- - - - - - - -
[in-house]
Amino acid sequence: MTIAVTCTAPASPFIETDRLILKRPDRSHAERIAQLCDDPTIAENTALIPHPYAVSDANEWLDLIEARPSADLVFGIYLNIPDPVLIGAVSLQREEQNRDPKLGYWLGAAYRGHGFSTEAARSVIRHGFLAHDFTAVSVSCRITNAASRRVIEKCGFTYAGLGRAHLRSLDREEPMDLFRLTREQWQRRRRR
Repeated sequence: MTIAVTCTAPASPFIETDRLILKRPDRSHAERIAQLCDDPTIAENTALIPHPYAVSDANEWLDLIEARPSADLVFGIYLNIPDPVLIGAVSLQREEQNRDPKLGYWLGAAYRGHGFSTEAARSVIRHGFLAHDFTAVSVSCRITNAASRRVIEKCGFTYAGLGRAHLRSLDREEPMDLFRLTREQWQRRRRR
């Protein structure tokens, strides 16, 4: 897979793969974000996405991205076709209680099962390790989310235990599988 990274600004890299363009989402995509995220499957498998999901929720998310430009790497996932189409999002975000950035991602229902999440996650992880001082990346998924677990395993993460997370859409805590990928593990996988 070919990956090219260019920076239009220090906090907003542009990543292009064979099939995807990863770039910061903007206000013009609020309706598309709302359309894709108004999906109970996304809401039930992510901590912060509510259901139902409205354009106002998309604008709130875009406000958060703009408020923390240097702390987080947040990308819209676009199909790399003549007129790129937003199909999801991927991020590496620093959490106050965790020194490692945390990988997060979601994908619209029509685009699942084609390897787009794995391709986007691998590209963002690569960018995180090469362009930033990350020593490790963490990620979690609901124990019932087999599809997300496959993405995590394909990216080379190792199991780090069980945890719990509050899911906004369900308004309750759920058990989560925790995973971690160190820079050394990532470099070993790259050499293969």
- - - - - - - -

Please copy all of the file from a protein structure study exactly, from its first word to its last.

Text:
[in-house]
Amino acid sequence: MTIAVTCTAPASPFIETDRLILKRPDRSHAERIAQLCDDPTIAENTALIPHPYAVSDANEWLDLIEARPSADLVFGIYLNIPDPVLIGAVSLQREEQNRDPKLGYWLGAAYRGHGFSTEAARSVIRHGFLAHDFTAVSVSCRITNAASRRVIEKCGFTYAGLGRAHLRSLDREEPMDLFRLTREQWQRRRRR
Repeated sequence: MTIAVTCTAPASPFIETDRLILKRPDRSHAERIAQLCDDPTIAENTALIPHPYAVSDANEWLDLIEARPSADLVFGIYLNIPDPVLIGAVSLQREEQNRDPKLGYWLGAAYRGHGFSTEAARSVIRHGFLAHDFTAVSVSCRITNAASRRVIEKCGFTYAGLGRAHLRSLDREEPMDLFRLTREQWQRRRRR
């Protein structure tokens, strides 16, 4: 897979793969974000996405991205076709209680099962390790989310235990599988 990274600004890299363009989402995509995220499957498998999901929720998310430009790497996932189409999002975000950035991602229902999440996650992880001082990346998924677990395993993460997370859409805590990928593990996988 070919990956090219260019920076239009220090906090907003542009990543292009064979099939995807990863770039910061903007206000013009609020309706598309709302359309894709108004999906109970996304809401039930992510901590912060509510259901139902409205354009106002998309604008709130875009406000958060703009408020923390240097702390987080947040990308819209676009199909790399003549007129790129937003199909999801991927991020590496620093959490106050965790020194490692945390990988997060979601994908619209029509685009699942084609390897787009794995391709986007691998590209963002690569960018995180090469362009930033990350020593490790963490990620979690609901124990019932087999599809997300496959993405995590394909990216080379190792199991780090069980945890719990509050899911906004369900308004309750759920058990989560925790995973971690160190820079050394990532470099070993790259050499293969």